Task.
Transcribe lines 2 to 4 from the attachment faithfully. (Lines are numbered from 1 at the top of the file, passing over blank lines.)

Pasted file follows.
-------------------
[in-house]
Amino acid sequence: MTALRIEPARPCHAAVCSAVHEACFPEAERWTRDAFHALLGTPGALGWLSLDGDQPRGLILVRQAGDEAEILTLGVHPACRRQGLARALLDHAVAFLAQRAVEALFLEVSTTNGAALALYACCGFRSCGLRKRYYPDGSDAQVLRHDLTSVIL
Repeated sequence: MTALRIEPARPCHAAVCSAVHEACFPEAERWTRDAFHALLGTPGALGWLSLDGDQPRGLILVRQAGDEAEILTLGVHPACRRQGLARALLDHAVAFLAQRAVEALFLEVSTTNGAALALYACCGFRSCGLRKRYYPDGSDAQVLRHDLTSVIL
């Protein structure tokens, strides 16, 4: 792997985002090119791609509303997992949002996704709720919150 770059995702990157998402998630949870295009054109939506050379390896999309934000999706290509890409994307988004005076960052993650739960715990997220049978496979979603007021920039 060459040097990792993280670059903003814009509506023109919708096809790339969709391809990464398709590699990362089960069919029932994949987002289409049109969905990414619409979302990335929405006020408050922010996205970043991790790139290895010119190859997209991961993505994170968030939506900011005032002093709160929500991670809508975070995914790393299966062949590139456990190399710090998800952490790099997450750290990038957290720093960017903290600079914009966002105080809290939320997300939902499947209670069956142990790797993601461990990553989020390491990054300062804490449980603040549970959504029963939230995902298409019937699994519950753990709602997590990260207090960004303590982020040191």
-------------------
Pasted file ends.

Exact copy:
Amino acid sequence: MTALRIEPARPCHAAVCSAVHEACFPEAERWTRDAFHALLGTPGALGWLSLDGDQPRGLILVRQAGDEAEILTLGVHPACRRQGLARALLDHAVAFLAQRAVEALFLEVSTTNGAALALYACCGFRSCGLRKRYYPDGSDAQVLRHDLTSVIL
Repeated sequence: MTALRIEPARPCHAAVCSAVHEACFPEAERWTRDAFHALLGTPGALGWLSLDGDQPRGLILVRQAGDEAEILTLGVHPACRRQGLARALLDHAVAFLAQRAVEALFLEVSTTNGAALALYACCGFRSCGLRKRYYPDGSDAQVLRHDLTSVIL
């Protein structure tokens, strides 16, 4: 792997985002090119791609509303997992949002996704709720919150 770059995702990157998402998630949870295009054109939506050379390896999309934000999706290509890409994307988004005076960052993650739960715990997220049978496979979603007021920039 060459040097990792993280670059903003814009509506023109919708096809790339969709391809990464398709590699990362089960069919029932994949987002289409049109969905990414619409979302990335929405006020408050922010996205970043991790790139290895010119190859997209991961993505994170968030939506900011005032002093709160929500991670809508975070995914790393299966062949590139456990190399710090998800952490790099997450750290990038957290720093960017903290600079914009966002105080809290939320997300939902499947209670069956142990790797993601461990990553989020390491990054300062804490449980603040549970959504029963939230995902298409019937699994519950753990709602997590990260207090960004303590982020040191």